Senate passes veteran aid bill

Jessica Thompson

When homeless veteran Willis McKinley came home from the Vietnam War, he thought he could leave his drug addictions, depression and painful memories of combat behind.

McKinley came back to Minnesota expecting recognition and respect. But instead, “We were called baby rapers and killers and murderers,” said the 48-year-old Navy veteran.

He ended up losing his wife and job and begging on the streets of St. Paul to support his heroin addiction.

Teresa Little left the Army in 1985, depressed and longing for a peaceful, domestic life. Instead, she was abandoned by her husband and became suicidal. She turned to alcohol and cocaine for comfort.

It wasn’t until this year that the two veterans finally found help.

“I looked at myself in the mirror one day, and I just started crying. I couldn’t take it no more,” Little said. “There had to be a better life.”

McKinley and Little are just two of the more than 3,400 homeless veterans in Minnesota who could benefit from legislation passed by the U.S. Senate on Friday.

The Heather French Homeless Veterans Assistance Act – sponsored by Sen. Paul Wellstone, D-Minn. – will expand Veterans Assistance health care programs, increase compensated-work therapy programs and mental health facilities, build more transitional housing and address ways to prevent homelessness.

“It is a national scandal that our nation has done so little to end homelessness for an estimated 350,000 of our citizen-soldiers nationwide Ö My bill is aimed at reversing this shameful trend,” Wellstone said in a release Friday.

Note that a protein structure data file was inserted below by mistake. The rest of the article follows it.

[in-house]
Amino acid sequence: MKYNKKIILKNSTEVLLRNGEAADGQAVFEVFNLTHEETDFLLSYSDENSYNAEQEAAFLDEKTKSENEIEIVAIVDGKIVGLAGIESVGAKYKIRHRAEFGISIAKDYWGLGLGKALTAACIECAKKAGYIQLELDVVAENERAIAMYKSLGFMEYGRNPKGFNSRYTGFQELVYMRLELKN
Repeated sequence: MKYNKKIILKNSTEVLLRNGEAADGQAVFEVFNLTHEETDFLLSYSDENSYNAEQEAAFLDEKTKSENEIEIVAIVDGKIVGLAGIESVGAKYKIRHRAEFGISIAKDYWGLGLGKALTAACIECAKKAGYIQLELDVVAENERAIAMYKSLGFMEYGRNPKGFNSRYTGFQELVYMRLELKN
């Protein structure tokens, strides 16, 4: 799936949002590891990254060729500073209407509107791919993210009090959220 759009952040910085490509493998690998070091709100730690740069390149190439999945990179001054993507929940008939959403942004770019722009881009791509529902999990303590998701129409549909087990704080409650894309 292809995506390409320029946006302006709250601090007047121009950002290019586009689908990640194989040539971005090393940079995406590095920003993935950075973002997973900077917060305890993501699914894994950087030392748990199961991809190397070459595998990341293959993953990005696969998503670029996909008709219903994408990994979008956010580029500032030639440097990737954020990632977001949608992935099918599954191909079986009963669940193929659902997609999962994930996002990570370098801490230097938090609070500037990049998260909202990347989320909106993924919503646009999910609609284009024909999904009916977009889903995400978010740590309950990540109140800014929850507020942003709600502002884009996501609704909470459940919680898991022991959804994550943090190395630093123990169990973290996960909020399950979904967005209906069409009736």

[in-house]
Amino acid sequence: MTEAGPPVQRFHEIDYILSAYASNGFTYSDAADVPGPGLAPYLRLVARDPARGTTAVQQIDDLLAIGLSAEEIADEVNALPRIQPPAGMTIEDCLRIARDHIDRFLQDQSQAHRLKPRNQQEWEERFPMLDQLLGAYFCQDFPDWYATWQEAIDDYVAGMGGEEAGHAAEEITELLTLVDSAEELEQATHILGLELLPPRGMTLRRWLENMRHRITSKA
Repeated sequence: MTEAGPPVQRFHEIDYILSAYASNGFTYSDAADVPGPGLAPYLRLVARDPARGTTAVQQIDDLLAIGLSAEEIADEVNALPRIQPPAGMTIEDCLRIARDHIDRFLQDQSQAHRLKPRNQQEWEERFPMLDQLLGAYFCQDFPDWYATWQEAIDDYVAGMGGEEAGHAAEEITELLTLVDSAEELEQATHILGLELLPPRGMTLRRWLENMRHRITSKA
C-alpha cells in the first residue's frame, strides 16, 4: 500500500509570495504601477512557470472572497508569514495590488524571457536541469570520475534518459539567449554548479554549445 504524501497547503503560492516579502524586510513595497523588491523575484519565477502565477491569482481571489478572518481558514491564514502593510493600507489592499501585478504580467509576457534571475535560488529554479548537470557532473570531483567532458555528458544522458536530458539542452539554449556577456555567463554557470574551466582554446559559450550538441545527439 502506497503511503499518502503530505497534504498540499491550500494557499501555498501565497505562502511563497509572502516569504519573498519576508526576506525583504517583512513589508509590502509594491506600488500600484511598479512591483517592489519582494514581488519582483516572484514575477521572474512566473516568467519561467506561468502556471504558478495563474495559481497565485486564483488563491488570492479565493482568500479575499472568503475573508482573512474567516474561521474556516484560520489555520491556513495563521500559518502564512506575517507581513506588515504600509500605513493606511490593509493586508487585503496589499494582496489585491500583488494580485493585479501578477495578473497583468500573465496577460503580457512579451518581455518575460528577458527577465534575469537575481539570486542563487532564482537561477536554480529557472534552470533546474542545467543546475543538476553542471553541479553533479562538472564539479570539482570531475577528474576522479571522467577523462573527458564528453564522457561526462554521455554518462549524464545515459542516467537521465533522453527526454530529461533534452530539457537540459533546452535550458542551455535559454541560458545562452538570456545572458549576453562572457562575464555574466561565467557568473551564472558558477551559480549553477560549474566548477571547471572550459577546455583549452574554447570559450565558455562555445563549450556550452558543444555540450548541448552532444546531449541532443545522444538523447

The bill will cost roughly $900 million over a four-year period, according to the Congressional Budget Office.

During a July Senate hearing, one Bush administration official said the bill could be harmful to non-homeless veterans, whose services might be limited to make up for the cost.

The legislation – named after Miss America 2000 for her efforts in combating homelessness among veterans – endured a battle in the Senate, where it faced a two-week secret hold from an anonymous Republican.

A similar bill passed the House, and the two legislative bodies are working to draft a final version for President George W. Bush to sign.

Jimmie Coulthard, executive director of the Minnesota Assistance Council for Veterans, said 1 percent of Minnesota’s 430,000 veterans are homeless.

“If we can’t solve (homelessness) with a population so identifiable ñ homeless veterans ñ then we’re not going to solve it
anywhere,” Coulthard said.

Coulthard said matters are
sometimes more complicated for veterans, many of whom suffer from post-traumatic stress disorder.

“They’re homeless for the same reasons as others are. But Ö they do have a higher incidence of mental health issues. The difference is often because of combat-related stressers,” he said.

More than 90 percent of homeless veterans have also had alcohol, drug or mental health problems, said Jeff Olson, commissioner of the Minnesota Department of Veterans Affairs.

McKinley said drug use was a form of bonding among frightened military personnel in Vietnam.

“I was exposed to a lot of things I never had been before, like heroin addicts Ö and blowing reefer through a shotgun,” McKinley said. “It was kind of like a camaraderie that Ö if you didn’t get high you were considered a square.”

“We did defend our country, but we had some problems along the way,” he said.

Both McKinley and Little are residents at the Minnesota Assistance Council for Veterans, which provides employment, housing, job training and living skills classes for approximately 100 homeless veterans per month.

Little said that when she first sought help at a mental institution in 1985, she was turned away after 10 days. She said she hopes Wellstone’s bill will keep the government from pushing homeless veterans aside.

“They’ve helped me get back on my feet, get a job, get counseling and save my money,” Little said. “I’m looking forward to getting married again, starting a new family and a new life.”

Jessica Thompson welcomes comments at [email protected]